Chief Stan Dixon of the Sechelt Indian Band is no stranger to politics.
At his swearing-in ceremony last Friday, Dixon promised to use that experience to streamline operations at the band and in the band's dealings with the other governments on the Sunshine Coast.
"Right now we have a 10 by 10 box with 85 politicians in that box scrambling around accomplishing nothing," Dixon said.
The new chief has a well-documented sense of humour, readily apparent when he shouted "April Fool" in the middle of his oath.
Friday's ceremony also saw the swearing-in of the four councillors, Garry Feschuk, Tom Paul, Keith Julius and Marita Paul-Franke. Of the four, only Paul-Franke is new to council. Julius is a past councillor, Feschuk was chief for the past 12 years, and Paul has also served as chief. The ceremony combined pageantry and informality.
The over 100 people in attendance heard from Sechelt elders and Father Tom Nicholson of the Catholic Church. Nicholson, who officiated at the marriage of Feschuk and his wife in the 70s, said it was a personal privilege to swear in the new council. Nicholson contrasted the splendour of Friday's occasion with the (at that time) imminent death of Pope John Paul II.
Gene Harry from the Squamish nation gave a traditional blessing to the new council. Several other dignitaries were in attendance to wish the new council well. Most, like Margo Elewonibi, senior negotiator, treaty and economic measures for the government of B.C., had past history with the band. Elewonibi, who was warmly welcomed by the elders at the head table, credited the new council with being an "experienced and seasoned group of people." She told the Sechelt people, "You live in my heart."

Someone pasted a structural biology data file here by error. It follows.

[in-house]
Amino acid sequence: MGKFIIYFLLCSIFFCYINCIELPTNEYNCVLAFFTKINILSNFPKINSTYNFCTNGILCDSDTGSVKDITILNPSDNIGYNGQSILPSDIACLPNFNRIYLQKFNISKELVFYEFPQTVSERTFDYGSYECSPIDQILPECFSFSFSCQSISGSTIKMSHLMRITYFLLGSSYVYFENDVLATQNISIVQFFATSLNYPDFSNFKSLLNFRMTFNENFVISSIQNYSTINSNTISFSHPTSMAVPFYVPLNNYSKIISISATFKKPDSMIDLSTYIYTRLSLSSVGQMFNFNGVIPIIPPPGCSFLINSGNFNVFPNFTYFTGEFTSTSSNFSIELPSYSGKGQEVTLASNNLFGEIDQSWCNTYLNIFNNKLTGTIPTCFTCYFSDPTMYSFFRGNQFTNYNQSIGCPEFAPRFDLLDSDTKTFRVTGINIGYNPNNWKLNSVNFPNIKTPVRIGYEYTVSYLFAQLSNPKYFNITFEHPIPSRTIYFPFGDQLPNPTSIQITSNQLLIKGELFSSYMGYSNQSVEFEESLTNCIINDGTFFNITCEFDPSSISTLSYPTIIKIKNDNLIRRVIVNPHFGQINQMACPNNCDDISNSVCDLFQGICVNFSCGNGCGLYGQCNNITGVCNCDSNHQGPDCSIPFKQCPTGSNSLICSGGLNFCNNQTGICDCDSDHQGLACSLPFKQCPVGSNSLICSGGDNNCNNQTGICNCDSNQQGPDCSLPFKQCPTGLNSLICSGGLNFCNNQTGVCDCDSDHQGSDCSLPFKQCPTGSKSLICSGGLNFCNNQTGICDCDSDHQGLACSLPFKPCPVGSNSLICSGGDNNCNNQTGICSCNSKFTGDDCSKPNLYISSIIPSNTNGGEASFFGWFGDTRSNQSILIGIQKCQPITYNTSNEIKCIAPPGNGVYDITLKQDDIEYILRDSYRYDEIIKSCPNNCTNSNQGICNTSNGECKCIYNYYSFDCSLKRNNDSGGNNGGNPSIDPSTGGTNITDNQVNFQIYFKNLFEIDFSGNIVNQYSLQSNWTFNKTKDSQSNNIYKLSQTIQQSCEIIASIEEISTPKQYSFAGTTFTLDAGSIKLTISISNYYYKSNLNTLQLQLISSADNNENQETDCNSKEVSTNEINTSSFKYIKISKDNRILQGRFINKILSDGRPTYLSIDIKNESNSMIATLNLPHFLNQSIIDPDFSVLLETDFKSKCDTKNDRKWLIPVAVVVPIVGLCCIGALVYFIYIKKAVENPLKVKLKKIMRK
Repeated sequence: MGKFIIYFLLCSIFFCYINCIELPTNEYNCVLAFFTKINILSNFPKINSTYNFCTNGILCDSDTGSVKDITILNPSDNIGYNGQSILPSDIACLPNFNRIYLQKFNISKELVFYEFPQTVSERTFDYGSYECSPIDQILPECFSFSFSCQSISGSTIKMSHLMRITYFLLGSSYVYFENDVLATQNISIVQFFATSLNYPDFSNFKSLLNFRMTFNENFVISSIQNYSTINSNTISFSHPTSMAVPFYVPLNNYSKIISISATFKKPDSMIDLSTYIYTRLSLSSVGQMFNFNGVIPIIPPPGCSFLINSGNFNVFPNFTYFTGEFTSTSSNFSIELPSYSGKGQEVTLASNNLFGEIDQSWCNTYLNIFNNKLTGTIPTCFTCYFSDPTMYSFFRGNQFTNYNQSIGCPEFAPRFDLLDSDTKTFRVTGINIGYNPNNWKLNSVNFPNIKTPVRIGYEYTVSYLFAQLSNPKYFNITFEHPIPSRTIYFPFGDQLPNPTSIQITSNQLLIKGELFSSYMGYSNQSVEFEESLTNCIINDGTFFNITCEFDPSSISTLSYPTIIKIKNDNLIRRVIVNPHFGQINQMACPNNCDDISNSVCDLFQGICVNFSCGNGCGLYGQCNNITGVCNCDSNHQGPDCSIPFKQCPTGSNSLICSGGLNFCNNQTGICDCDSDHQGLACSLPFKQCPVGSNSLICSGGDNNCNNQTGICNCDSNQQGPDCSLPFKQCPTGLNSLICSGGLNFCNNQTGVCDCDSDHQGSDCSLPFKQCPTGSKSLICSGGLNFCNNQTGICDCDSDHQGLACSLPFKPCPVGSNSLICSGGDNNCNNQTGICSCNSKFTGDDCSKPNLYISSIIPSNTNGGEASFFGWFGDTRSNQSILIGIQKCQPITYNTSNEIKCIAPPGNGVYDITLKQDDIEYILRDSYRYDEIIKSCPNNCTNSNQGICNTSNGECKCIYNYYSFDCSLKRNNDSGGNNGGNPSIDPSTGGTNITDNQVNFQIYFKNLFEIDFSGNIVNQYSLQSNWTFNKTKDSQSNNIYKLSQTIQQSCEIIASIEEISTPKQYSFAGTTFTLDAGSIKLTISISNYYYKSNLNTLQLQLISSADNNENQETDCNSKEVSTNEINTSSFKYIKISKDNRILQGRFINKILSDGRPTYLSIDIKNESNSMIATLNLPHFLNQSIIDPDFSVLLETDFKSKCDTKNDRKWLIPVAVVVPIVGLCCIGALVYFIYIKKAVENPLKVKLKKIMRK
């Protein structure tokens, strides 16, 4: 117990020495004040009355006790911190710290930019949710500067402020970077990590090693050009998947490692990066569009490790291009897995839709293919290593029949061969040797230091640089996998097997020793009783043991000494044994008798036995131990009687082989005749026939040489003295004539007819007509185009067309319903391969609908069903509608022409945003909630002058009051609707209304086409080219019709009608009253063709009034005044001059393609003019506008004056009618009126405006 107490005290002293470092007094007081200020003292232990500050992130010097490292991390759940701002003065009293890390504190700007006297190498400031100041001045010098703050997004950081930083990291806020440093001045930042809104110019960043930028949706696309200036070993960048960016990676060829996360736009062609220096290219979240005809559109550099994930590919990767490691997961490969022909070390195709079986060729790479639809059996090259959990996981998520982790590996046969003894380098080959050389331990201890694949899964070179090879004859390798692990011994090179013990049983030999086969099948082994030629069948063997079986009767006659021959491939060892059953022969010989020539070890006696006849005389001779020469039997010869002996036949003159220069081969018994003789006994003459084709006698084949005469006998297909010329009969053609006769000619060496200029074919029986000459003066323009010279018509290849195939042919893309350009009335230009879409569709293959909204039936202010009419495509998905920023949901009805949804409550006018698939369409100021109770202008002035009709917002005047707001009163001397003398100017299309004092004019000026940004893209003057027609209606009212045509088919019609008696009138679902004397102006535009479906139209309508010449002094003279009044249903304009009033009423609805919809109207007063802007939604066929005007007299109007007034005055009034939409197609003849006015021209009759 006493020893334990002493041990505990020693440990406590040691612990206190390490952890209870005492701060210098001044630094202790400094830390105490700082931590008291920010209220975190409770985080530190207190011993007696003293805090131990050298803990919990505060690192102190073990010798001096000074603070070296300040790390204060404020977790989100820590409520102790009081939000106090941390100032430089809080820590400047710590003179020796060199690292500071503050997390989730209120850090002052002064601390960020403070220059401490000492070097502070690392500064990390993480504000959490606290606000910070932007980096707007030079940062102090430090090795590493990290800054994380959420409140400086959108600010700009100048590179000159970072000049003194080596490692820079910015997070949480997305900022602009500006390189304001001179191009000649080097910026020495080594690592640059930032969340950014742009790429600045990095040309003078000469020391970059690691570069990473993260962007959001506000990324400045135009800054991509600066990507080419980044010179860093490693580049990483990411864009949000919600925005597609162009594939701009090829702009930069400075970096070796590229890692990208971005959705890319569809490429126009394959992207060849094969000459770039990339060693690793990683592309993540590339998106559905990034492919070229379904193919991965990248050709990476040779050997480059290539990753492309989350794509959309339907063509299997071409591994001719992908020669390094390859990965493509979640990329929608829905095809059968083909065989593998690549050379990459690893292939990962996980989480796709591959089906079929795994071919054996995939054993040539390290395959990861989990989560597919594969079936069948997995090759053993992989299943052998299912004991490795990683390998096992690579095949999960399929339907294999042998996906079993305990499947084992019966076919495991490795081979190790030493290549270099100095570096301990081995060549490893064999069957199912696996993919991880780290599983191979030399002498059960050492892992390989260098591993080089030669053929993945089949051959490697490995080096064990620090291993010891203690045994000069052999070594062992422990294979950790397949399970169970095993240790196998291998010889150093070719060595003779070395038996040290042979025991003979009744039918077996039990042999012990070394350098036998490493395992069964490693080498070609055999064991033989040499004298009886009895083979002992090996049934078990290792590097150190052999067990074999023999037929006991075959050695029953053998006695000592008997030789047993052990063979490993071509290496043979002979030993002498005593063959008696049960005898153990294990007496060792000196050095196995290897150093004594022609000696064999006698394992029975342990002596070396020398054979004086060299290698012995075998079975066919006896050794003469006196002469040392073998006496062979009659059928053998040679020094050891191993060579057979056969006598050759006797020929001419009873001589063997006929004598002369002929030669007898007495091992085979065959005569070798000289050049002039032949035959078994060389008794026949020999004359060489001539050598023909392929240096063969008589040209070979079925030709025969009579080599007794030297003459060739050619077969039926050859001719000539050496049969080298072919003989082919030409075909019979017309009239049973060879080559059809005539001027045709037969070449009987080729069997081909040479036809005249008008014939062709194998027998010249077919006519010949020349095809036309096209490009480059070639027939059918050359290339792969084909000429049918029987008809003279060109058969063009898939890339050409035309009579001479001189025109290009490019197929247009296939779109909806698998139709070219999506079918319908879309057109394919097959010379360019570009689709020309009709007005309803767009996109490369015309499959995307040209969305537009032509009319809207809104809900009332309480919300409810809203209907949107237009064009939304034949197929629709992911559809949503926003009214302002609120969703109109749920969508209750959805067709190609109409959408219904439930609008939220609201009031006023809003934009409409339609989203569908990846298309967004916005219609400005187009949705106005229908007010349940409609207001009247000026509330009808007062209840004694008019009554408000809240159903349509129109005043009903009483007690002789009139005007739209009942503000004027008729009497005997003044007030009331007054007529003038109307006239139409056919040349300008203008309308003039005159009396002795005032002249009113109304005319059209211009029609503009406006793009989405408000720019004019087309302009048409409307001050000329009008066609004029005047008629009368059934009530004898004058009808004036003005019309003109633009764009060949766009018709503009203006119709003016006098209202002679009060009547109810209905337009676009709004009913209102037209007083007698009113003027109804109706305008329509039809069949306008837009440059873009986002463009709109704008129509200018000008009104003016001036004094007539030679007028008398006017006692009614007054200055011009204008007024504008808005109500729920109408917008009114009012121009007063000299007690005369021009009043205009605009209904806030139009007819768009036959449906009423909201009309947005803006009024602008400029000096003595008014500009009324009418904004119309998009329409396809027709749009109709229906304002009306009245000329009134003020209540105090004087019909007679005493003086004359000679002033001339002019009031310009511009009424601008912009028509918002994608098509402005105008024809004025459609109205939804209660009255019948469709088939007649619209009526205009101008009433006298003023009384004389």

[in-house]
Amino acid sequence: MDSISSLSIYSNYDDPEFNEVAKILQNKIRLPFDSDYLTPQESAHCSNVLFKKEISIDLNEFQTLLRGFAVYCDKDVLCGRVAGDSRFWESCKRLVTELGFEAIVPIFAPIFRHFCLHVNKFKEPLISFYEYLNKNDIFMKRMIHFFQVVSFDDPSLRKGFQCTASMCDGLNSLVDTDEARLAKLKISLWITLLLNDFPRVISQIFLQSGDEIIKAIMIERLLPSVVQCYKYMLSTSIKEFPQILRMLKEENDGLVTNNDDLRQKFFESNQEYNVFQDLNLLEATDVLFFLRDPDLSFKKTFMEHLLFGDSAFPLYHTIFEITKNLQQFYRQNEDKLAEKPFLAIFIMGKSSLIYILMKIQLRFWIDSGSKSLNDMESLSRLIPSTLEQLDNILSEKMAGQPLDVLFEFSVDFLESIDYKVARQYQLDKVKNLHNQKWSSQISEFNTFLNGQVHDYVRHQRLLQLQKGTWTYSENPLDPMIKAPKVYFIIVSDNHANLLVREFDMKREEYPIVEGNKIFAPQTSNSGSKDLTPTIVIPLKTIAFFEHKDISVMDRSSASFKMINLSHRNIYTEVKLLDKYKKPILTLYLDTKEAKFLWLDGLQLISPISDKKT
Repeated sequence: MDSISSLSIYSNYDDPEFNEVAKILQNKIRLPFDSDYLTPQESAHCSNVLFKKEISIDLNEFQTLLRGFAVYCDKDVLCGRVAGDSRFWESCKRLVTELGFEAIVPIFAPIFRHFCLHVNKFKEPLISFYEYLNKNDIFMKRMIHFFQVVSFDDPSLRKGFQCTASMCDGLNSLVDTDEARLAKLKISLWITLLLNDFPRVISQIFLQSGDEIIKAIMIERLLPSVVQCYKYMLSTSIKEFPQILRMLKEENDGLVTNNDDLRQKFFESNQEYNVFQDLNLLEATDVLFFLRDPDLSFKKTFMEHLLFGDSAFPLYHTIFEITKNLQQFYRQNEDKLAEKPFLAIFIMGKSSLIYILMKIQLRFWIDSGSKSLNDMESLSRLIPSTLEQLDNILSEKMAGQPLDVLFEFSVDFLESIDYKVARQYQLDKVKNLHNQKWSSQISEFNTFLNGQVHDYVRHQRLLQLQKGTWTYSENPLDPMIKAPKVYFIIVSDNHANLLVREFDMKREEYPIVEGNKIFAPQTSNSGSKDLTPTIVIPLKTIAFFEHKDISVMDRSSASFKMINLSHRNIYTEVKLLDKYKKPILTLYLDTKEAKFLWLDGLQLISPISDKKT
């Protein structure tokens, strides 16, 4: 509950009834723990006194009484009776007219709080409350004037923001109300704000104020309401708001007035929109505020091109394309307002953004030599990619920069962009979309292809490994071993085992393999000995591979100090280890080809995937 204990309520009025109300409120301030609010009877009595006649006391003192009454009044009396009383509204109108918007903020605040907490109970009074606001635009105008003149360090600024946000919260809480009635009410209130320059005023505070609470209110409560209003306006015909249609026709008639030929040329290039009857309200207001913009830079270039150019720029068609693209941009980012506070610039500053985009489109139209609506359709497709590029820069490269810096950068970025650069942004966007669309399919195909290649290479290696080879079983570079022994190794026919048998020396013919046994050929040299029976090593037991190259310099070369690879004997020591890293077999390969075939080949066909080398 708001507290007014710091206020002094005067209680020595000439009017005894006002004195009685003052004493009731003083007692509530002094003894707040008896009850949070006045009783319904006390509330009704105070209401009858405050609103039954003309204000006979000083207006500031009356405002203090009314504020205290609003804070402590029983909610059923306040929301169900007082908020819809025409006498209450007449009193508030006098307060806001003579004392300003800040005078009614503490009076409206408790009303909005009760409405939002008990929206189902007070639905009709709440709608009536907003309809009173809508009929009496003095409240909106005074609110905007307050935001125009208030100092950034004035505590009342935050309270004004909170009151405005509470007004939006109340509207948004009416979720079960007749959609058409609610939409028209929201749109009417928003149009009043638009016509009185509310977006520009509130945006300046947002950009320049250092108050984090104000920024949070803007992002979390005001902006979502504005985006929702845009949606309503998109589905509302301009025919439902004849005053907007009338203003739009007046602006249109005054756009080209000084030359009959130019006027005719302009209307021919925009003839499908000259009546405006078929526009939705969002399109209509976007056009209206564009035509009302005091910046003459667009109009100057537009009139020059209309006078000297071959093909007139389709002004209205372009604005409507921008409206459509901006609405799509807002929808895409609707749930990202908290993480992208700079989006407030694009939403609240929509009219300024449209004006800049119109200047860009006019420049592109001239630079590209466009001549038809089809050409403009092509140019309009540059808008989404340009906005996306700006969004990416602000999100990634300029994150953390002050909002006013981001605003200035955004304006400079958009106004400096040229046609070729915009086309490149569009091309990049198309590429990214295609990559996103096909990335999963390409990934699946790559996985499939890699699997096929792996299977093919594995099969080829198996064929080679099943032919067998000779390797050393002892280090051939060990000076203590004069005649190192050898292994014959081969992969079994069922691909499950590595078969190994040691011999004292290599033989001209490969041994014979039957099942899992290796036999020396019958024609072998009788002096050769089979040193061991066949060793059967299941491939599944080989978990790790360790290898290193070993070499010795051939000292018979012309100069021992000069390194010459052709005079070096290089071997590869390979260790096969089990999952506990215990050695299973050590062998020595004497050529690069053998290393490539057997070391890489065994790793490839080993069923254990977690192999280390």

Tom Malloy brought greetings from the government of Canada. And former Gibsons councillor John McNevin, a driving force in the Dakota Ridge development, urged the council to support the initiative. John Rees, Sunshine Coast Regional District Area A director, also attended.
Chief Dixon said the band and the community are all in the same canoe, referring to a mural on the back wall of the Sechelt Indian Band hall made by his wife Lori and several volunteers. "Let's pull together," the new chief urged.
The morning's event was concluded with a performance by the Paull family singers. The group, led by Lori Dixon, performed two traditional songs.